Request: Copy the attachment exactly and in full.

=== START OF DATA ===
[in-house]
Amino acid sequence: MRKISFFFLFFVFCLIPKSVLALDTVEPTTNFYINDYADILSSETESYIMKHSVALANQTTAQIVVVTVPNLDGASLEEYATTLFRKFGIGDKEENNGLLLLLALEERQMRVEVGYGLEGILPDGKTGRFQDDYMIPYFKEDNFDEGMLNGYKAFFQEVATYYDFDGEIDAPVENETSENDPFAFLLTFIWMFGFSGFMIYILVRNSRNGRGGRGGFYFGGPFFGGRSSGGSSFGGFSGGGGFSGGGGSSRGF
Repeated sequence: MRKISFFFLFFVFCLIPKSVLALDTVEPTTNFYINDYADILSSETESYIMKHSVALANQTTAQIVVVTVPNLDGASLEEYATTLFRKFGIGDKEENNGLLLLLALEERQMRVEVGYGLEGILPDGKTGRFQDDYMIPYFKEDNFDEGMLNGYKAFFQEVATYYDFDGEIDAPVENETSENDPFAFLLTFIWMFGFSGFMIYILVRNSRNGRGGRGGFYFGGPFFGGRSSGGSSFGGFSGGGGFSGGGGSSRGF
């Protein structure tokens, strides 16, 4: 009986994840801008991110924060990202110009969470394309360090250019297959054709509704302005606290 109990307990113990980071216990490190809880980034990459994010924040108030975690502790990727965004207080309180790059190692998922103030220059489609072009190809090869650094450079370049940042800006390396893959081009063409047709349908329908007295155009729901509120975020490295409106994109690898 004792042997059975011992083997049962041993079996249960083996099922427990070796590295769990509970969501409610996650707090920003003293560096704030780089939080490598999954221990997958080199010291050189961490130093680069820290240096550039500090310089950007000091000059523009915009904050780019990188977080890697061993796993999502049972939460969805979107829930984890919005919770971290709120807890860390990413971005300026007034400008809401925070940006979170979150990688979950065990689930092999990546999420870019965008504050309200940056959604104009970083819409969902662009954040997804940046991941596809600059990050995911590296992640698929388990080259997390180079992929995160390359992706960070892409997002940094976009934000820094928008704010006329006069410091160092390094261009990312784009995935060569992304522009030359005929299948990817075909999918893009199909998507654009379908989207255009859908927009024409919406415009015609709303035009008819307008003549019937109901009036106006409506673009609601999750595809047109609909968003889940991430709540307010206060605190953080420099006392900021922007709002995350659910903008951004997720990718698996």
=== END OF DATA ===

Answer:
[in-house]
Amino acid sequence: MRKISFFFLFFVFCLIPKSVLALDTVEPTTNFYINDYADILSSETESYIMKHSVALANQTTAQIVVVTVPNLDGASLEEYATTLFRKFGIGDKEENNGLLLLLALEERQMRVEVGYGLEGILPDGKTGRFQDDYMIPYFKEDNFDEGMLNGYKAFFQEVATYYDFDGEIDAPVENETSENDPFAFLLTFIWMFGFSGFMIYILVRNSRNGRGGRGGFYFGGPFFGGRSSGGSSFGGFSGGGGFSGGGGSSRGF
Repeated sequence: MRKISFFFLFFVFCLIPKSVLALDTVEPTTNFYINDYADILSSETESYIMKHSVALANQTTAQIVVVTVPNLDGASLEEYATTLFRKFGIGDKEENNGLLLLLALEERQMRVEVGYGLEGILPDGKTGRFQDDYMIPYFKEDNFDEGMLNGYKAFFQEVATYYDFDGEIDAPVENETSENDPFAFLLTFIWMFGFSGFMIYILVRNSRNGRGGRGGFYFGGPFFGGRSSGGSSFGGFSGGGGFSGGGGSSRGF
């Protein structure tokens, strides 16, 4: 009986994840801008991110924060990202110009969470394309360090250019297959054709509704302005606290 109990307990113990980071216990490190809880980034990459994010924040108030975690502790990727965004207080309180790059190692998922103030220059489609072009190809090869650094450079370049940042800006390396893959081009063409047709349908329908007295155009729901509120975020490295409106994109690898 004792042997059975011992083997049962041993079996249960083996099922427990070796590295769990509970969501409610996650707090920003003293560096704030780089939080490598999954221990997958080199010291050189961490130093680069820290240096550039500090310089950007000091000059523009915009904050780019990188977080890697061993796993999502049972939460969805979107829930984890919005919770971290709120807890860390990413971005300026007034400008809401925070940006979170979150990688979950065990689930092999990546999420870019965008504050309200940056959604104009970083819409969902662009954040997804940046991941596809600059990050995911590296992640698929388990080259997390180079992929995160390359992706960070892409997002940094976009934000820094928008704010006329006069410091160092390094261009990312784009995935060569992304522009030359005929299948990817075909999918893009199909998507654009379908989207255009859908927009024409919406415009015609709303035009008819307008003549019937109901009036106006409506673009609601999750595809047109609909968003889940991430709540307010206060605190953080420099006392900021922007709002995350659910903008951004997720990718698996």